“Cured: A Doctor’s Journey from Panic to Peace” was published by Central Recovery Press.
Balancing motherhood and medical school is a challenge, but panic attacks and memories of childhood trauma make the path all the more difficult. With therapy, Dr. Anne McTiernan found her way through. Now she discusses her experiences in an intimate memoir, “Cured: A Doctor’s Journey from Panic to Peace.”
McTiernan is a research professor of epidemiology in the University of Washington School of Public Health and professor at the Fred Hutchinson Cancer Research Center. She studies diet, obesity, exercise, and risk for cancer development and prognosis. “Cured” was published in February by Central Recovery Press.
Anxiety and stress were not her only challenges. The book, publisher’s notes say, also “calls out the … stigma surrounding the mental health of physicians, sexism in the medical field, and the imbalance of the health care system when it comes to race and class.”
UW Notebook asked McTiernan about the book and her experience writing such a personal story.
This is a deeply personal memoir. Why did you decide to share your story, and was the writing process difficult emotionally?
The major themes in “Cured” — motherhood, sexism, mental health — are as relevant today as when the story takes place. Unfortunately, women still struggle to balance taking care of children and taking care of their careers, and have to handle work while dealing with the belittling effects of sexism.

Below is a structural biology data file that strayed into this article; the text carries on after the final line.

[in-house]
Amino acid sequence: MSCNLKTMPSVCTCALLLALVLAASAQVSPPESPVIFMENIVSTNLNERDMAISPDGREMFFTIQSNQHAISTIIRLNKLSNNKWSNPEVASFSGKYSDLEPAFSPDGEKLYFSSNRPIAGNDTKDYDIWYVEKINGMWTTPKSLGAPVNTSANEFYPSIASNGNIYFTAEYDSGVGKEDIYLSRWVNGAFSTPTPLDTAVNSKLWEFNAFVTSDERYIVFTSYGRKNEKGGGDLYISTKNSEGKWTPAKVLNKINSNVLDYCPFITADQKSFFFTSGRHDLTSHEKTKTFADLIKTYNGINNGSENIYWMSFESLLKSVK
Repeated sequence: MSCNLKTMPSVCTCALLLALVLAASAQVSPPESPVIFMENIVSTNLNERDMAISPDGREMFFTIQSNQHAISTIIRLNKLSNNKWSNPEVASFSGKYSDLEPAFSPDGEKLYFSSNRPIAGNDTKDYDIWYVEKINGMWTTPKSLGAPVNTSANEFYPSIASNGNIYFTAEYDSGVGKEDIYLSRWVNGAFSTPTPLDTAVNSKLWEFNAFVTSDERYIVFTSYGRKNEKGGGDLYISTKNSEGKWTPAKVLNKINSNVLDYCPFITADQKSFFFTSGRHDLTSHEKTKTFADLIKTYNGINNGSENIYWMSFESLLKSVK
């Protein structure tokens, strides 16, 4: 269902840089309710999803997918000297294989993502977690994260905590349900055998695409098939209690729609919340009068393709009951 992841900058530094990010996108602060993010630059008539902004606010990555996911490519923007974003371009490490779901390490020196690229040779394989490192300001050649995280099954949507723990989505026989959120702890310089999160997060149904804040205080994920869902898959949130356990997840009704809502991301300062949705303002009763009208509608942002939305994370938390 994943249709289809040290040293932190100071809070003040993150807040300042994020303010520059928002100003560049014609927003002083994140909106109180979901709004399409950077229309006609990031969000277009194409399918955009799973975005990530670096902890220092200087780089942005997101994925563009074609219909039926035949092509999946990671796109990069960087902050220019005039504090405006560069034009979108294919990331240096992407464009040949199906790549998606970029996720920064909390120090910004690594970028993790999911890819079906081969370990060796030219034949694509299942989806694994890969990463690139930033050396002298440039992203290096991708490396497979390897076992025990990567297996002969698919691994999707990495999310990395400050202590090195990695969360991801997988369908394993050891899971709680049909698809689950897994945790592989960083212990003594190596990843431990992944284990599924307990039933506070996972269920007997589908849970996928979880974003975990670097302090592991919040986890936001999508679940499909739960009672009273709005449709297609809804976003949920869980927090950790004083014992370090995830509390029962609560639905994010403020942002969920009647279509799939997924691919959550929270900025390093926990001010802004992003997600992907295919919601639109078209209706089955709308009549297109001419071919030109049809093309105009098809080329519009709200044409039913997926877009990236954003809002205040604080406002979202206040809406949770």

And medical students, residents, fellows, and physicians still have to deal with their mental health with little help because the system requires them to keep their issues secret and encourages them not to seek professional treatment. I wanted to bring all this to light.
Some of the writing was emotionally difficult, especially when recounting the panic attacks, because in order to give the details I felt like I was reliving them. Other parts of the memoir writing were very enjoyable, such as recalling the joys of mothering such wonderful children.
Dr. Anne McTiernan
What writing habits proved successful? And how did you know you were done?
As a researcher, I have learned to work very well with deadlines. Everything has a timeline — grants, conferences, journal papers. So, having a timeline from my publisher was very helpful. I was also lucky to work with a developmental editor (Jennifer Munro) who provided early feedback which helped me make early progress.
It’s always a challenge to know what to put into a memoir and what to leave out. I’ve taken several courses on memoir writing, including through UW Professional and Continuing Education, that taught me how to craft life story into an arc.
What do you hope readers will take away from your memoir?
I hope that readers will understand the importance of balancing various aspects of life, to realize that it’s not critical to be best in everything. This is especially important today with the challenges people have in trying to work, stay healthy and take care of loved ones. It’s important to give yourself slack.
During COVID, it’s a major accomplishment just to continue to put food on the table and follow public health guidelines to curtail the virus, and to keep yourself relatively sane.
I hope the medical community will realize the critical importance of supporting mental health for physicians, realizing that the expectations for trainees and physicians put people at high risk for stress-induced symptoms.
For more information, contact McTiernan at [email protected]